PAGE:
Colorado lawmakers send marijuana delivery bill to Gov. Polis' desk

Would implement delivery for medical, retail over 2 years
Posted at 1:21 PM, May 02, 2019
and last updated 2019-05-02 15:21:15-04

DENVER – The bill that will set up home delivery for marijuana products in Colorado over the next two years passed the Senate Wednesday and his headed to the desk of Gov. Jared Polis.

HB19-1234 passed the Senate in a 20-14 vote Wednesday after it passed the House 38-27 on April 18. The measure has bipartisan support among its prime sponsors: Sen. Julie Gonzales, D-Denver, Sen. Vicki Marble, R-Fort Collins, Rep. Alex Valdez, D-Denver, and Rep. Jonathan Singer, D-Longmont.

The bill, if signed by Polis, will phase in marijuana delivery permits for both licensed medical and retail marijuana businesses and transporters over the next two years. Singer previously told Denver7 he expected Polis would sign the bill.

Medical marijuana users will be able to start getting their product delivered from centers in January 2020 and recreational and medical transporter delivery will begin in January 2021 under the bill.

Each delivery will carry a $1 surcharge that will be remitted back to the city or county where the purchase is made for use by local law enforcement agencies in regard to marijuana enforcement activities.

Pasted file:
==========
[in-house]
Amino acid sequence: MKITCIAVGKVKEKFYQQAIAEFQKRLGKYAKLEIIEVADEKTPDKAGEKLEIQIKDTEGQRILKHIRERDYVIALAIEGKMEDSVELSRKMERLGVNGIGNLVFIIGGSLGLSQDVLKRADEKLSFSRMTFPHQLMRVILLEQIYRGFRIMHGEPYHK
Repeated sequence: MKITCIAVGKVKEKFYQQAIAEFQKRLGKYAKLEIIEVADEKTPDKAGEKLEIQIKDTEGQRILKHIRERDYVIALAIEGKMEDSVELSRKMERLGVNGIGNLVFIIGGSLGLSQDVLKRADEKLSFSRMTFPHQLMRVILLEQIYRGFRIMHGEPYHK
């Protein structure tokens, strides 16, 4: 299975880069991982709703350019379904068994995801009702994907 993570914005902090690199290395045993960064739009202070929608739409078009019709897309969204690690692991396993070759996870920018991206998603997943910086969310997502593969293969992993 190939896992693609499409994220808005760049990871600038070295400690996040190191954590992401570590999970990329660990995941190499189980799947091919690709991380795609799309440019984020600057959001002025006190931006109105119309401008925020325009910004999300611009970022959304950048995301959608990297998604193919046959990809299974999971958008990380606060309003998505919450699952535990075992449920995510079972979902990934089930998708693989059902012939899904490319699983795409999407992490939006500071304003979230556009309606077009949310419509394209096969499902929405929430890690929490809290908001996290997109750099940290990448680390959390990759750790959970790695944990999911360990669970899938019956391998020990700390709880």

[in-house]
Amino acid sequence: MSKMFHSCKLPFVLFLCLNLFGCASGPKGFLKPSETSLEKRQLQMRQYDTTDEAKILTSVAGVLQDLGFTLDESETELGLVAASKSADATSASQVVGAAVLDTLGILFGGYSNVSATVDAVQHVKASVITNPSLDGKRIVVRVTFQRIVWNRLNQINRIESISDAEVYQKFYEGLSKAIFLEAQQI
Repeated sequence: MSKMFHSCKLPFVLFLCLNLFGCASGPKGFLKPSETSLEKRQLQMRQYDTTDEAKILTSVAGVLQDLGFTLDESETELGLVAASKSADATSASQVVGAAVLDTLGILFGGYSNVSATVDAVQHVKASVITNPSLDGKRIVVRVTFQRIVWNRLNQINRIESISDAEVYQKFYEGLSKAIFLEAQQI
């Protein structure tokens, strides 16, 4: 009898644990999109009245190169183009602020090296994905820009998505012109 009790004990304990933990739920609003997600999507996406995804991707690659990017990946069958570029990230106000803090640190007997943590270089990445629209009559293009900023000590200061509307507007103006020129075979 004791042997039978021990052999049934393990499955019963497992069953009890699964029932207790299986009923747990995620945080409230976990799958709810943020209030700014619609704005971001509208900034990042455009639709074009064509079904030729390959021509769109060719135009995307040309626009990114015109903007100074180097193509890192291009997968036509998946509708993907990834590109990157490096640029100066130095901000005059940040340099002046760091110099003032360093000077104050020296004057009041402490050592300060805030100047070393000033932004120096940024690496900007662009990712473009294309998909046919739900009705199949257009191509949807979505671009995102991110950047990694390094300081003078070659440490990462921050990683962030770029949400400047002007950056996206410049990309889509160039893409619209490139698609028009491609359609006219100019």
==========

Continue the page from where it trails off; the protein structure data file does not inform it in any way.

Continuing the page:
People will not be able to receive more than one delivery per day, and deliveries will only be allowed in cities and counties were medical or retail marijuana is already allowed.

The Legislative Council Staff, in a fiscal analysis of the measure, estimates that approximately 174 medical and retail centers or stores will apply for and be issued delivery permits over the next two years, and that approximately 36 medical transporter permits will be issued for 2020-21.

The state’s Marijuana Enforcement Division will also be required by the bill to give data to local law enforcement agencies about criminal activity related to marijuana delivery, and to deliver a report to the House and Senate finance committees by Jan. 2, 2021 about the number of permit applications and issuances, as well as any criminal activity or felony arrests tied to delivery.

The fiscal analysis estimates that around $1.9 million in revenue would be added to the Marijuana Cash Fund through the new permits over the next two years, and expenditures would be similar.

The bill also calls for vendor training programs for transporters and industry workers and bars deliveries to dorm rooms.

Medical marijuana users have been among the measure’s biggest proponents. They say that delivery would simplify their lives as many of them deal with PTSD, traumatic brain injuries and other debilitating conditions.

Proponents also say that having a legal delivery framework will help authorities continue to cut down on black market activity.

“Legal delivery helps law enforcement, provides needed tax revenue, discourages illegal markets, and reduces the risk of drugged driving,” said former deputy marshal Jason Thomas of Holly.

Other police have come out against the measure, including an Aurora Police Department sergeant who told Denver7 that he worries weapon-wielding criminals will intercept deliveries.

But business owners in Colorado and California, where delivery is already legal, say those fears have little foundation. A delivery company in California told Denver7 that less than .001% of 3 million deliveries made saw attempts at being intercepted.

The bill would go into effect on Aug. 2 should Polis sign it. The 2019 legislative session is scheduled to end on Friday. A bill that would have created a delivery pilot program died during the 2018 session.